THE BLOG

Federalism or Federacy: Some Consequences of 'English Votes for English Laws'

21/02/2012 18:16 GMT | Updated 21/04/2012 10:12 BST

Tim Montgomery and George Eaton both advocated "English votes for English laws' in articles for the Guardian and New Statesman this week, a proposal first raised by William Hague in 1999.

The suggestion that only English, or English and Welsh, MPs should vote on matters that concern only their countries has obvious advantages. Much of the clamour for devolution was exacerbated not so much by nationalism as by the fact that the votes of English Conservative MPs were able to force legislation (such as the Poll Tax) on a Scotland in which left leaning parties predominated. This is a grievance that England is entitled to feel, in reverse, where English legislation is passed only because of the votes of Scottish MPs.

There is, though, little appetite for an English Parliament not located in Westminster, which would divorce the Parliament of England from its ancient home. Why the need for two sets of English MPs (at an English and a UK Parliament) when Westminster spends most of its time debating Bills affecting only England? It would not be difficult, on the other hand, for Parliament to set aside 'English days' for legislation not affecting Scotland and standing orders preventing Scottish MPs voting on English matters but, perhaps, allowing them to speak in such debates.

Yet such a settlement poses three critical questions. How would the Government operate where there was an English majority (or the absence thereof) in opposition to the UK majority in Parliament? How would Wales be affected? And what would be the role of the House of Lords in legislation affecting only England?

The UK Government would remain the Government of England and Wales where English and British majorities were aligned, when Britain would remain a 'Federacy', a country in which outlying nations have more devolution than the centre. Yet where a Party with a UK majority did not have an overall majority of English MPs, it would be impossible to avoid a devolved English government and First Minister. The UK government would otherwise simply not have the confidence of MPs qualified to vote on the majority of its legislative programme.

Some Cabinet positions and departments (for example Education and DEFRA) could be transferred to the English cabinet without the need for a ministerial equivalent in the UK Government. Others (Transport and Energy) have some 'federal' powers, but are mostly responsible only for England. Their UK responsibilities could either be devolved or put within one Federal Ministry.

An English Cabinet would need an English First Minister with an administrative headquarters distinct from Downing Street; and we would become familiar with the Treasury bench filled with alternating Ministers. An eccentric arrangement perhaps, but a constitution pragmatic enough to house its supreme court in Parliament until 2009 is probably flexible enough to cope. It is also worth noting that rarely will there be an English Conservative First Minister and a British Labour Premier: there has not been a Conservative majority in England and a Labour majority in the United Kingdom for thirty years, though there would now be a majority Conservative Government in England had such reforms been introduced before 2010.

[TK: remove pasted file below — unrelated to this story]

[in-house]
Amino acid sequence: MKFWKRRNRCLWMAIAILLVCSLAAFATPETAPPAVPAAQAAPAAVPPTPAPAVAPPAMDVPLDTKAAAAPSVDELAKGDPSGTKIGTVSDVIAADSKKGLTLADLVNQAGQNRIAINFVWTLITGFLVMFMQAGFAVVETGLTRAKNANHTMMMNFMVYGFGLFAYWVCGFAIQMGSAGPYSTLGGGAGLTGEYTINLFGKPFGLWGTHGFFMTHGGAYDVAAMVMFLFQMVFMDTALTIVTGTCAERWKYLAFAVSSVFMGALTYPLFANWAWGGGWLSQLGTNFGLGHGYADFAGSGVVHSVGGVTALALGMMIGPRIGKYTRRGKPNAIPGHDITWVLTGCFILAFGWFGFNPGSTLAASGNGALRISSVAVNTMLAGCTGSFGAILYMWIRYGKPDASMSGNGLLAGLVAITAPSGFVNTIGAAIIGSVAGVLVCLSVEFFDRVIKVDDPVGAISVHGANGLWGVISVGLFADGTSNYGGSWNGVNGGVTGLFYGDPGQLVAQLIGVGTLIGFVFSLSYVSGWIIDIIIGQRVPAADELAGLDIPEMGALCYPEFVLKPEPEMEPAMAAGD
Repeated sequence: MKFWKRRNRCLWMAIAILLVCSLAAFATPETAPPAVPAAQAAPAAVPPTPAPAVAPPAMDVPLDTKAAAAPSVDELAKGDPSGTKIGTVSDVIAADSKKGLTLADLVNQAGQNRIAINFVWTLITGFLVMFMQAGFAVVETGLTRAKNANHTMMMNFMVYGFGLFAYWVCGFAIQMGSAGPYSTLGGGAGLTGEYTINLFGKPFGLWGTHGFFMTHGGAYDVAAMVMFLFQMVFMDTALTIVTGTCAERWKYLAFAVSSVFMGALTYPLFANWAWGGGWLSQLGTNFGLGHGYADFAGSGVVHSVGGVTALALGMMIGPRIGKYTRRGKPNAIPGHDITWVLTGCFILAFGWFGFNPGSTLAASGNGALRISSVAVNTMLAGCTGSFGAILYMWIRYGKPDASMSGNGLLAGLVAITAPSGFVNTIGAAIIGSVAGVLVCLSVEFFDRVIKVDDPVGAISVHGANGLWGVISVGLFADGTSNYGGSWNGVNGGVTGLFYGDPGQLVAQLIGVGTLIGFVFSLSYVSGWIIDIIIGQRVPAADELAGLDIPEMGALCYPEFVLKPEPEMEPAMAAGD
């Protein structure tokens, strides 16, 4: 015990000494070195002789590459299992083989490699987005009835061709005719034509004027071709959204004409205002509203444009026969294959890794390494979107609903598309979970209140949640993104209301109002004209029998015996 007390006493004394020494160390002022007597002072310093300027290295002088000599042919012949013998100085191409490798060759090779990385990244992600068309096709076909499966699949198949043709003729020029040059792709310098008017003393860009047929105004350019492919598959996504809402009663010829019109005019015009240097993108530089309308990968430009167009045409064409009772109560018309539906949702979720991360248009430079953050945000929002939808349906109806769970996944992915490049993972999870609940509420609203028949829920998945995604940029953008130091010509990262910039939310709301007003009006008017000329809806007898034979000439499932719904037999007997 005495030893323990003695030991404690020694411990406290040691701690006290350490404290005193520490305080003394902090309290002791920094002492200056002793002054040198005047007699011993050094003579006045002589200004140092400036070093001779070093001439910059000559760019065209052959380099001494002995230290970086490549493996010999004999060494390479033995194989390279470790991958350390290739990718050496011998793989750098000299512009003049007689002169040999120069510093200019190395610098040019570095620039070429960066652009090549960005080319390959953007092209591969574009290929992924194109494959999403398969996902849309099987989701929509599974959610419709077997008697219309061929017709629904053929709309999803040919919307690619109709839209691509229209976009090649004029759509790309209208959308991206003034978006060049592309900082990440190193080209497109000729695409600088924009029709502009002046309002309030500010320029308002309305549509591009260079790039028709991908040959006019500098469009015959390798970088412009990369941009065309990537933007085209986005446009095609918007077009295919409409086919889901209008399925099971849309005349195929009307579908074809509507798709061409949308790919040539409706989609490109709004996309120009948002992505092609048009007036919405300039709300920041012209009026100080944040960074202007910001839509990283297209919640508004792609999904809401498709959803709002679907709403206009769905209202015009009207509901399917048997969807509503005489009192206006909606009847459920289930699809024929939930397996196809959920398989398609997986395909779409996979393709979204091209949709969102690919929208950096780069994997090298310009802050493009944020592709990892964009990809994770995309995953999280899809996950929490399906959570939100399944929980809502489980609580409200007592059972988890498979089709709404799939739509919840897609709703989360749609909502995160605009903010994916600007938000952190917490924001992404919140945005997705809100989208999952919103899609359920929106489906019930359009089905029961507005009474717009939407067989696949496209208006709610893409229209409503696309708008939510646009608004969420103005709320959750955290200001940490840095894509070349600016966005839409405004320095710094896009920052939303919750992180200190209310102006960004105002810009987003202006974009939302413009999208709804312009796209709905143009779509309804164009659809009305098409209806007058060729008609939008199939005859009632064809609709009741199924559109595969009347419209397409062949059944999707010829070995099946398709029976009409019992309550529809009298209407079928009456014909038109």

Wales's legislative responsibilities do not mirror those of Scotland; although the only notable difference is in Home Affairs, where the English and Welsh legal system demands a department responsible for both countries. In reality, a Party with an English majority would almost always have a majority in Wales and England combined (this has easily been the case for well over thirty years). If it did not, a pragmatic solution would be forced upon the two governments were only English and Welsh MPs able to vote on these matters: the Minister would be unable to act without the confidence of English and Welsh MPs and the English Government's policies would have to be tailored accordingly.

The final issue that appears to have been given little thought is the position of the House of Lords. Anyone who has taken a close interest in the legislative process at Westminster will understand why there is such little appetite for a unicameral system. The House of Lords gets into the limelight only where there is a confrontation with the Commons. What is less publicised is its day influence on legislation. (A good account of this influence in the last Parliament can be found here.) A revising chamber, prepared to use its rich well of knowledge and experience in the Lords to ask the democratic house to stop and thing, is a great asset of the British constitutional settlement. Given that the Upper House has no veto over legislation and abides by the Salisbury Convention, there is no reason why English legislation could not continue to be subject to the revising chamber.

A more radical settlement - for example a Federal Parliament in what is now the House of Lords and an English Parliament in the House of Commons - might benefit from the neatness of a proper federal solution. Yet such a system would be far more likely to result in tension between England and the Federal Parliament than one in which one Chamber was responsible for both English and British affairs.

Interest in a solution to the West Lothian question is long overdue. The increasing English disenchantment with the Union makes it is more important than ever that it is addressed. English votes for English laws would be no panacea, but it is a pragmatic, organic change that might represent the best means of dealing with an English democratic deficit whose danger has been overlooked for too long.